Speaker 1 (33:33):
So you like them both when we love them both.

Speaker 4 (33:35):
But playing so making my game in season, my game
is a priority. So someone's like, can you squeeze me?
And I'm like, no, I can't. I got a practice
or I got to play. So by doing that, though,
it shows your students, you know, the commitment when needed.
Also when you go and do playing lessons and hit shots,
you know when they I've never seen it be bad

for a coach to be able to hit great shots.
Not that you don't they have to write you don't
have to be a great player to coach well, but
I've never seen a student not you know, when you're
hitting some great shots and you know you're kind of
lighting up the green and it's looking pretty good for you.
I've never seen a student be like, mah, bummer.

Speaker 3 (34:14):
You know this guy doesn't know what he's talking about.
It just can can add value added.

Speaker 2 (34:18):
It's only to be helpful. Can we talk about the
new edges, because I mean these the s one to
fifty nine's are so a beautiful I think that's what's
kind of blown me way the most. But it feels like,
and I don't think you're going out on a limb
to say this, they're the best wedges Ping has ever made.
And for somebody that's obsessed with spinning the golf ball
and in and around the greens, I'm sure when you

saw those for the first time, it was probably like
a bit of like a Christmas Birthday kind of combo.

Speaker 4 (34:43):
Yeah, and again, Ping is so great in every area
wedges haven't done as well as.

Speaker 3 (34:48):
Maybe you know peing Wood one.

Speaker 4 (34:50):
I'm sure right, it's it's you know, well known to
some extent there. But now with the app, with the
simplicity of the wedge lineup, with the look, with the op,
with the bounce options, and then having the again I'm
in the friction business, so it's like the spinniest club.
I see you back there, fiction man, it's the spinniest

club in a high friction environment, and then it's just
so much better in a low friction environment.

Speaker 3 (35:18):
So for what I do, it's great.

Speaker 4 (35:21):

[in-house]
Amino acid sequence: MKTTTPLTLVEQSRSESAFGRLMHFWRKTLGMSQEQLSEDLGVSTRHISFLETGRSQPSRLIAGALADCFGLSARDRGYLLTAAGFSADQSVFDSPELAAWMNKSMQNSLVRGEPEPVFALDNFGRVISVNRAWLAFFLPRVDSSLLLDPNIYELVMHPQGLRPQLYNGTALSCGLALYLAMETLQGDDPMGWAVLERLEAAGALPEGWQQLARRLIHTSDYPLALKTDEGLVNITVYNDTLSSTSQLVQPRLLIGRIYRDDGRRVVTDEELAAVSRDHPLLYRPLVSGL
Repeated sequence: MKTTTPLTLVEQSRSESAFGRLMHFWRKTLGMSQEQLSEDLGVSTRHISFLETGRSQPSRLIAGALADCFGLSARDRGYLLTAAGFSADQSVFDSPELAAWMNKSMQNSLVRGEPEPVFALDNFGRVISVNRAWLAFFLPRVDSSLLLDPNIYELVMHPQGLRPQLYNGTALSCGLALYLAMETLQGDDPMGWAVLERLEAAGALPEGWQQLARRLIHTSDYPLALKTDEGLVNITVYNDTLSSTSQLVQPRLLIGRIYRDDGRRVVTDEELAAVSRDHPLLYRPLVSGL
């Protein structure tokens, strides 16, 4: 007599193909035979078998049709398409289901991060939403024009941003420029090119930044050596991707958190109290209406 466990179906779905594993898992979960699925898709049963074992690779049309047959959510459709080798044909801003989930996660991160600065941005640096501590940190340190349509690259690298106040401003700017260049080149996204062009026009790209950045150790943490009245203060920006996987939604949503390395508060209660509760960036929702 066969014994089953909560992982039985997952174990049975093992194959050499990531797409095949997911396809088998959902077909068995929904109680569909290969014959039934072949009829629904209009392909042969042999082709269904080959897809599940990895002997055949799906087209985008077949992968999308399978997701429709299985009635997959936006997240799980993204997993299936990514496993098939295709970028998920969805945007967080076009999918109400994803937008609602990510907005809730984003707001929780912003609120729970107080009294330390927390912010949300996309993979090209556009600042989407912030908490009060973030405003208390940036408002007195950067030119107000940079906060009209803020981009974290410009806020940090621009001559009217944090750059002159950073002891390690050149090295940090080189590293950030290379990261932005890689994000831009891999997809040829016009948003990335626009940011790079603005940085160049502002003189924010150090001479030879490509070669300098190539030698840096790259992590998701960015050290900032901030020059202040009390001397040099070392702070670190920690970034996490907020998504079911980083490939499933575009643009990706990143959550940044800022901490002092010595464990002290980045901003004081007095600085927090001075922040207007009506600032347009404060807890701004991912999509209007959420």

But again, playing all the Ping stuff, right, Ping woods,
how well do they do? I mean you guys are
posting non staff guys playing pingas.

Speaker 2 (35:30):
Day think it's I think it's a humbling thing. Would say,
very well.

Speaker 4 (35:33):
Yeah, exactly right. So it's going very well. And then
I feel like now like again Ping has had but
like their their wedge lineup and product is so good.
And again, before I played in the Shriners, I had,
you know, another brand, and it was like, okay, you
probably don't want to switch that before you go in.
You gave me the wedges out of the bunkers. They

are incredible, and then off the ground, I'm like, these
are going straight in and it was just like from
day one they did everything I wanted end more. And
then being in the friction business, they make me look
better than I probably am.

Speaker 1 (36:05):
What is your what is your typical kind of gapping?
How do you do your gapping on your your own wedges? There?

Speaker 3 (36:11):
So I've always liked sixty fifty six, fifty two.

Speaker 4 (36:16):
Forty, but now modernly it's sixty fifty five fifty.

Speaker 3 (36:21):
And then forty five.

Speaker 4 (36:22):
Okay, yeah, so, always been a four wedge guy, and
just Dave Pelis told.

Speaker 2 (36:27):
Me, so, Marty, what's your gapping right now?

Speaker 1 (36:29):
Sixty one? Then a fifty six at fifty five, fifty
at fifty and a half and then my and then
my blueprint s pitching wedg.

Speaker 2 (36:40):
Okay, so you you've never have you gone four wedges before?
I mean, obviously you're in the wedge out of the set,
like the four wedges and why the switch back, I
guess is what.

Speaker 1 (36:50):
I Yeah, So yeah, the set wedge, the blueprint ass
pitching wedg. And I went to four wedges when I
went from Arizona to Colorado because then my apping just
exploded and I was like, you get up there in
Colorado and uh, you're driving it far and then you
have a lot of one hundred and twenty yard shots
had a huge gap. So I got the gaps kind

of dialed in and I've kept that ever since. I've
really I've really enjoyed that. It's a skill to be
able to develop, to be able to hit those tweeter wedges.
That's actually something I need to work on a little bit.
This year, we heard from Preston, who right here literally out.

Speaker 3 (37:27):
Yeah, I mean what's our tea time.

Speaker 1 (37:30):
Yeah. When we did our podcast with Preston and he
did his like strengths and weakness analysis off of his
previous year. It was his number one thing he wanted
to work on was his wedge gapping. He's gotten not
a bad spot to work on it.

Speaker 2 (37:43):
Yeah, and this is a it's a bit silly if
you if you can't see behind us, we'll probably show
it if you're watching the YouTube clip of this. But
at the bird you can basically tell everything within five
yards of every shot. I think up to one twenty
five or one thirty. So if you're not a great
wedge player while you're at ASU, it's your fault. I
think that's like Dare say, I can try to make
you better, but you probably have to put a little
time in.

Speaker 1 (38:03):
Derek, what mistakes do you see some of your students
come in with in terms of their wedges or maybe
their lab wedge? First question and second question related to
that is do you like to teach your players to
use two wedges or do you want them to be
like Weird Tiger and Onica Hey sixty degree learn how
to use it from everywhere? Yep.

Speaker 4 (38:23):
So for myself growing up, I've always used again, every
time I have a shot, you've seen it. Unfortunately, it's like,
why is this going to bring this whole bag up
to the shot. Well, I always bring my four wedges,
and I like my last wedge to be my w